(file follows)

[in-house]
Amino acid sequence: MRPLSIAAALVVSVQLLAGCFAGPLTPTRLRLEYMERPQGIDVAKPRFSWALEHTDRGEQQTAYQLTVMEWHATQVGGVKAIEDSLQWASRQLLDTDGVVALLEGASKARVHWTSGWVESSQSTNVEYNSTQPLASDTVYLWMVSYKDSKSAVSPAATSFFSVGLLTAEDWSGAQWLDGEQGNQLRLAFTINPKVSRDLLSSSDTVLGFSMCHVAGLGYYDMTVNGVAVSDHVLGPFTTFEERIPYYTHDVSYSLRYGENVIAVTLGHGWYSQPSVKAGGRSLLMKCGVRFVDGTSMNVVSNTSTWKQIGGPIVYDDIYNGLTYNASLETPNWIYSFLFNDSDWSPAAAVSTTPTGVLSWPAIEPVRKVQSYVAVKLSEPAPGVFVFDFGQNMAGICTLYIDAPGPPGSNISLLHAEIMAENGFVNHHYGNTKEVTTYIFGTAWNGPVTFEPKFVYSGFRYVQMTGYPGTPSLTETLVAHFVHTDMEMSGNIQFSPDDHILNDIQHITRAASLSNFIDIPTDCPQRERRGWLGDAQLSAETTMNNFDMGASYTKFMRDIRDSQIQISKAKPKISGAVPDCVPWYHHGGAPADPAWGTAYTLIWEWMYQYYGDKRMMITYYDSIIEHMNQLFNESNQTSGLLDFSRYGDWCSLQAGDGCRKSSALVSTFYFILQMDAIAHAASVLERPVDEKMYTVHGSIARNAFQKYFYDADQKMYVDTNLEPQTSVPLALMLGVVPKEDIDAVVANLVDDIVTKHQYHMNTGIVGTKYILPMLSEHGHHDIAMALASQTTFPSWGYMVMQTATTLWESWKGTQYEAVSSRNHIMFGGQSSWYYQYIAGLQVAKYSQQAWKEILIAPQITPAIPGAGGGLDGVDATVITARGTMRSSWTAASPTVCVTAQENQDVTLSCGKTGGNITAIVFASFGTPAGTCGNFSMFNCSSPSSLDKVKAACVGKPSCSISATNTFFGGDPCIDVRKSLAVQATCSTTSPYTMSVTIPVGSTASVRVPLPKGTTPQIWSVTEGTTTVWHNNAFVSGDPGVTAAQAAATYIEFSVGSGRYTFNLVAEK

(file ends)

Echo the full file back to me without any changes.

[in-house]
Amino acid sequence: MRPLSIAAALVVSVQLLAGCFAGPLTPTRLRLEYMERPQGIDVAKPRFSWALEHTDRGEQQTAYQLTVMEWHATQVGGVKAIEDSLQWASRQLLDTDGVVALLEGASKARVHWTSGWVESSQSTNVEYNSTQPLASDTVYLWMVSYKDSKSAVSPAATSFFSVGLLTAEDWSGAQWLDGEQGNQLRLAFTINPKVSRDLLSSSDTVLGFSMCHVAGLGYYDMTVNGVAVSDHVLGPFTTFEERIPYYTHDVSYSLRYGENVIAVTLGHGWYSQPSVKAGGRSLLMKCGVRFVDGTSMNVVSNTSTWKQIGGPIVYDDIYNGLTYNASLETPNWIYSFLFNDSDWSPAAAVSTTPTGVLSWPAIEPVRKVQSYVAVKLSEPAPGVFVFDFGQNMAGICTLYIDAPGPPGSNISLLHAEIMAENGFVNHHYGNTKEVTTYIFGTAWNGPVTFEPKFVYSGFRYVQMTGYPGTPSLTETLVAHFVHTDMEMSGNIQFSPDDHILNDIQHITRAASLSNFIDIPTDCPQRERRGWLGDAQLSAETTMNNFDMGASYTKFMRDIRDSQIQISKAKPKISGAVPDCVPWYHHGGAPADPAWGTAYTLIWEWMYQYYGDKRMMITYYDSIIEHMNQLFNESNQTSGLLDFSRYGDWCSLQAGDGCRKSSALVSTFYFILQMDAIAHAASVLERPVDEKMYTVHGSIARNAFQKYFYDADQKMYVDTNLEPQTSVPLALMLGVVPKEDIDAVVANLVDDIVTKHQYHMNTGIVGTKYILPMLSEHGHHDIAMALASQTTFPSWGYMVMQTATTLWESWKGTQYEAVSSRNHIMFGGQSSWYYQYIAGLQVAKYSQQAWKEILIAPQITPAIPGAGGGLDGVDATVITARGTMRSSWTAASPTVCVTAQENQDVTLSCGKTGGNITAIVFASFGTPAGTCGNFSMFNCSSPSSLDKVKAACVGKPSCSISATNTFFGGDPCIDVRKSLAVQATCSTTSPYTMSVTIPVGSTASVRVPLPKGTTPQIWSVTEGTTTVWHNNAFVSGDPGVTAAQAAATYIEFSVGSGRYTFNLVAEK